Thursday, December 29, 2011

Presidential Space Race

Florida Today has a lengthy article by reporter James Dean on the 2012 presidential race and whether it will significantly affect federal space policy.

After the space shuttle’s retirement this year, frustration over the decline in the nation’s human spaceflight capability might leave President Barack Obama open to attack in the 2012 campaign.

But experts say the Republicans vying to replace Obama are unlikely to seek big changes to NASA’s post-shuttle transition, which relies on Russia to deliver U.S. astronauts to the International Space Station until the commercial sector is ready to take over the job.

Obama’s signature space policy shift — privatizing astronaut flights to the space station — is a conservative one, and tight NASA budgets in the coming years will limit flexibility to change course.

Congress cut by more than half in November the commercial crew development funding requested by the Obama administration for Fiscal Year 2012. NASA estimates this delayed the first operational crew flights to 2017.

The Republican majority in Congress cut the $850 million request to $300 million. The Senate majority cut the request to $512 million. During reconciliation, the two houses split the difference and authorized $406 million.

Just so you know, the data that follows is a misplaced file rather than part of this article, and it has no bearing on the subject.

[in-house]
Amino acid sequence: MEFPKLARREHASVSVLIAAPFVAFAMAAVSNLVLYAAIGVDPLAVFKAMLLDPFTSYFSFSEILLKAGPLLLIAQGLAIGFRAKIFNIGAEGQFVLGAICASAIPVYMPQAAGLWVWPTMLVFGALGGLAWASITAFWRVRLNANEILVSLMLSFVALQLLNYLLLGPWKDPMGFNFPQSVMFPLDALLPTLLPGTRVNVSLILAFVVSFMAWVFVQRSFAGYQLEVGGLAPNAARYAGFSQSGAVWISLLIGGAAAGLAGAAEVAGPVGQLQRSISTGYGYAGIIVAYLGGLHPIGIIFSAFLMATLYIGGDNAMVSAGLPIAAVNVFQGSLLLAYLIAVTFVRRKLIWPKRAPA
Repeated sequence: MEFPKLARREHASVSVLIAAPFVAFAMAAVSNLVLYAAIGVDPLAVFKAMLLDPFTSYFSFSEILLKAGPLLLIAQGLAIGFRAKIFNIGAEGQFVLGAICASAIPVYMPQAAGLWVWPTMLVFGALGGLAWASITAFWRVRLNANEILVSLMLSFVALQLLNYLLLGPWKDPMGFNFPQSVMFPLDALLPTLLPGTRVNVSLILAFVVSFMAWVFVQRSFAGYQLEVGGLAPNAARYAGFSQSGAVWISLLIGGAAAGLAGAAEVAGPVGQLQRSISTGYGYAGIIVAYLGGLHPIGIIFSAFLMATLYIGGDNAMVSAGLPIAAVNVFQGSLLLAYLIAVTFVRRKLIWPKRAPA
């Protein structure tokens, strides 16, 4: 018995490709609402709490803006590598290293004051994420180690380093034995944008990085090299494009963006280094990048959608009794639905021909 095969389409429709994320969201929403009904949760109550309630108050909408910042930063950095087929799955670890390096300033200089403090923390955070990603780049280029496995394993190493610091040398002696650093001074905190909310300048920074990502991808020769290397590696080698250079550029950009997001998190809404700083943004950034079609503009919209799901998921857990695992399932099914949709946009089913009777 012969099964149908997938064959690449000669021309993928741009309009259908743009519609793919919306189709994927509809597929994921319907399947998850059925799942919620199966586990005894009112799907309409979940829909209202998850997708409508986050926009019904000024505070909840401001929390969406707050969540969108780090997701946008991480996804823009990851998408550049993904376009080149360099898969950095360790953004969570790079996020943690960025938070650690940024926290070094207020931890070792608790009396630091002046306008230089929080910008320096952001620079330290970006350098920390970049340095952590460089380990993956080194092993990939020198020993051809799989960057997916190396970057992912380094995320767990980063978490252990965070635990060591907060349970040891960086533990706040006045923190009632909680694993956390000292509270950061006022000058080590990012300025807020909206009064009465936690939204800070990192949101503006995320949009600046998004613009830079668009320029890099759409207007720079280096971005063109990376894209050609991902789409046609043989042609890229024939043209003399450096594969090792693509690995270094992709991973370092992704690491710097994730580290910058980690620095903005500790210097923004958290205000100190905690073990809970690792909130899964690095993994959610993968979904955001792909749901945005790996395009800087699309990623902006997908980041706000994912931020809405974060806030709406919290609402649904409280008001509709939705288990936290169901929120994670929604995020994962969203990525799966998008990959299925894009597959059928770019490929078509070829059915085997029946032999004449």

The Bush administration cancelled the Space Shuttle in 2004 after the Columbia accident.

Bush proposed a replacement that came to be known as Constellation, but Constellation failed due to cost overruns and lack of funding. When Constellation was cancelled by the Obama administration and Congress, its first Ares I flight wasn't going to be ready until 2017 — and was going to be funded by ending U.S. involvement in the International Space Station in 2015, meaning Ares I had nowhere to go.

The current administration's space policy saved the ISS and intended to accelerate a new Low Earth Orbit vehicle for operation by 2015. The recent budget cut by Congress put the U.S. back to the same 2017 time frame — but we'll still have the ISS.

UPDATE December 29, 2011 6:45 AM EST — The print version of this article just arrived here at home. It has a sidebar article attempting to compare the space policies of the various presidential candidates. The sidebar states:

Republican contenders for president have not posted specific space policies on their websites, and campaigns did not respond to a FLORIDA TODAY request to outline their positions.

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